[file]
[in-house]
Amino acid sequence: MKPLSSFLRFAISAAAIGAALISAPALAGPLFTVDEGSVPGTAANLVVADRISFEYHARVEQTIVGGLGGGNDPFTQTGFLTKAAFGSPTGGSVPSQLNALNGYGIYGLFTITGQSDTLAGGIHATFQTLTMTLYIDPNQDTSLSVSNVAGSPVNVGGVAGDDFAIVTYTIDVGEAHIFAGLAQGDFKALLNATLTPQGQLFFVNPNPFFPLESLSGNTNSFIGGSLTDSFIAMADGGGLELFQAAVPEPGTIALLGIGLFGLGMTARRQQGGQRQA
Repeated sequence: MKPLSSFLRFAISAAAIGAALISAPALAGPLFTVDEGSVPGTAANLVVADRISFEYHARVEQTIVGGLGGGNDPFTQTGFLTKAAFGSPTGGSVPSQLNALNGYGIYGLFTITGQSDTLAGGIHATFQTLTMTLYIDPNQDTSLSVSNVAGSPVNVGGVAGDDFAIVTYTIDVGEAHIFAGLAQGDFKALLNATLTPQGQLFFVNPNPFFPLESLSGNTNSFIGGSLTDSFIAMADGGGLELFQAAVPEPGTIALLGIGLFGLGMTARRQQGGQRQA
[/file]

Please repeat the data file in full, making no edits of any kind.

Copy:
[in-house]
Amino acid sequence: MKPLSSFLRFAISAAAIGAALISAPALAGPLFTVDEGSVPGTAANLVVADRISFEYHARVEQTIVGGLGGGNDPFTQTGFLTKAAFGSPTGGSVPSQLNALNGYGIYGLFTITGQSDTLAGGIHATFQTLTMTLYIDPNQDTSLSVSNVAGSPVNVGGVAGDDFAIVTYTIDVGEAHIFAGLAQGDFKALLNATLTPQGQLFFVNPNPFFPLESLSGNTNSFIGGSLTDSFIAMADGGGLELFQAAVPEPGTIALLGIGLFGLGMTARRQQGGQRQA
Repeated sequence: MKPLSSFLRFAISAAAIGAALISAPALAGPLFTVDEGSVPGTAANLVVADRISFEYHARVEQTIVGGLGGGNDPFTQTGFLTKAAFGSPTGGSVPSQLNALNGYGIYGLFTITGQSDTLAGGIHATFQTLTMTLYIDPNQDTSLSVSNVAGSPVNVGGVAGDDFAIVTYTIDVGEAHIFAGLAQGDFKALLNATLTPQGQLFFVNPNPFFPLESLSGNTNSFIGGSLTDSFIAMADGGGLELFQAAVPEPGTIALLGIGLFGLGMTARRQQGGQRQA